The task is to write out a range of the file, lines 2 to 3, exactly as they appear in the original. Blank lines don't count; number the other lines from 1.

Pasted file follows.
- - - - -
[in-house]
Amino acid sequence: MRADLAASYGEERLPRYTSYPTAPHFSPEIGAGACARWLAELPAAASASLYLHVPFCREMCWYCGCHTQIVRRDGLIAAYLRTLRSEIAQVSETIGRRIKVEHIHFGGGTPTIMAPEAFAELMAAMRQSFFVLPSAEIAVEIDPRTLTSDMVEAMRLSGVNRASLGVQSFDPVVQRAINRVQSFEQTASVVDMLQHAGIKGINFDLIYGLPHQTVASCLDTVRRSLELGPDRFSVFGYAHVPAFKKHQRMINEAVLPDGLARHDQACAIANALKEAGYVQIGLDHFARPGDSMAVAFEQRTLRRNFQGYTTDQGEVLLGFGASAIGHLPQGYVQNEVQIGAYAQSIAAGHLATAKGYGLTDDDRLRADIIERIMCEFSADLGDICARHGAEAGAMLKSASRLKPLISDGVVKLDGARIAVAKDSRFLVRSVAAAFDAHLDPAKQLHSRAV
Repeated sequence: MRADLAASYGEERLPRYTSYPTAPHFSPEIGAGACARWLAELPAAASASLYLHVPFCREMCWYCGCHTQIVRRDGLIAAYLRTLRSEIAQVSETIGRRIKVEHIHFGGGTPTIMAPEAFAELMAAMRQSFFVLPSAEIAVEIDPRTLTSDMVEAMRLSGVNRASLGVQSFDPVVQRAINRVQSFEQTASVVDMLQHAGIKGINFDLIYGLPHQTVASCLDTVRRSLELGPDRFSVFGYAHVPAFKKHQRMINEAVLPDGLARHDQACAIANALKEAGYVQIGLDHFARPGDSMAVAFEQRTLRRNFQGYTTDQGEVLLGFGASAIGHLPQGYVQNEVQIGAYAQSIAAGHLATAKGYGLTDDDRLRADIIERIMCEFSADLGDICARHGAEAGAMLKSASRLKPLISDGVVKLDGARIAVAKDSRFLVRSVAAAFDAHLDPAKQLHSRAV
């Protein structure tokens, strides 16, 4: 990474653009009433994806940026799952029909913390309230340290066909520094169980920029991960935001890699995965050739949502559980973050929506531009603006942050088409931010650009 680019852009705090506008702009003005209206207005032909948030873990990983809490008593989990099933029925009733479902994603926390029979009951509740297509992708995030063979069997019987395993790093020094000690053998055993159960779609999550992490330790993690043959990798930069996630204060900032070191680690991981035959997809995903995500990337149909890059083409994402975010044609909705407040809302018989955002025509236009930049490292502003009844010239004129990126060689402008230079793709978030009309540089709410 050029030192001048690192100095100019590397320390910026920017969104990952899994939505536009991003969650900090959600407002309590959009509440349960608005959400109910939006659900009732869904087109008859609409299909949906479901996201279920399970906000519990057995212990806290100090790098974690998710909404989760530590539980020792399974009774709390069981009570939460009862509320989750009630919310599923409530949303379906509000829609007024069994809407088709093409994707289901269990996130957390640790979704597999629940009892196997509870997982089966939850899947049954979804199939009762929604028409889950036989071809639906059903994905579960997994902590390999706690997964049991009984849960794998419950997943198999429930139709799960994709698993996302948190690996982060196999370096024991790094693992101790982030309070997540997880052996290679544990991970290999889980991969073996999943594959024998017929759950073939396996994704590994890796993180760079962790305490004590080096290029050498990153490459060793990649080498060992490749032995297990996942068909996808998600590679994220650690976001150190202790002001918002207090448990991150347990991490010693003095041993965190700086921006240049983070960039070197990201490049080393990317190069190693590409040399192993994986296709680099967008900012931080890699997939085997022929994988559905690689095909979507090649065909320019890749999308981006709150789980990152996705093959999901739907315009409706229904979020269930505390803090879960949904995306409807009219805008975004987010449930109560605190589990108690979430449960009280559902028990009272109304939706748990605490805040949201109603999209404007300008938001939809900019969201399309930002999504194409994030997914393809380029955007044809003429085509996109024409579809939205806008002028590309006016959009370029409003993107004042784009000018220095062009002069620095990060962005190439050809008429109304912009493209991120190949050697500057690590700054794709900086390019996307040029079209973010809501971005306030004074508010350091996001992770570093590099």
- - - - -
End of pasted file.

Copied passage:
Amino acid sequence: MRADLAASYGEERLPRYTSYPTAPHFSPEIGAGACARWLAELPAAASASLYLHVPFCREMCWYCGCHTQIVRRDGLIAAYLRTLRSEIAQVSETIGRRIKVEHIHFGGGTPTIMAPEAFAELMAAMRQSFFVLPSAEIAVEIDPRTLTSDMVEAMRLSGVNRASLGVQSFDPVVQRAINRVQSFEQTASVVDMLQHAGIKGINFDLIYGLPHQTVASCLDTVRRSLELGPDRFSVFGYAHVPAFKKHQRMINEAVLPDGLARHDQACAIANALKEAGYVQIGLDHFARPGDSMAVAFEQRTLRRNFQGYTTDQGEVLLGFGASAIGHLPQGYVQNEVQIGAYAQSIAAGHLATAKGYGLTDDDRLRADIIERIMCEFSADLGDICARHGAEAGAMLKSASRLKPLISDGVVKLDGARIAVAKDSRFLVRSVAAAFDAHLDPAKQLHSRAV
Repeated sequence: MRADLAASYGEERLPRYTSYPTAPHFSPEIGAGACARWLAELPAAASASLYLHVPFCREMCWYCGCHTQIVRRDGLIAAYLRTLRSEIAQVSETIGRRIKVEHIHFGGGTPTIMAPEAFAELMAAMRQSFFVLPSAEIAVEIDPRTLTSDMVEAMRLSGVNRASLGVQSFDPVVQRAINRVQSFEQTASVVDMLQHAGIKGINFDLIYGLPHQTVASCLDTVRRSLELGPDRFSVFGYAHVPAFKKHQRMINEAVLPDGLARHDQACAIANALKEAGYVQIGLDHFARPGDSMAVAFEQRTLRRNFQGYTTDQGEVLLGFGASAIGHLPQGYVQNEVQIGAYAQSIAAGHLATAKGYGLTDDDRLRADIIERIMCEFSADLGDICARHGAEAGAMLKSASRLKPLISDGVVKLDGARIAVAKDSRFLVRSVAAAFDAHLDPAKQLHSRAV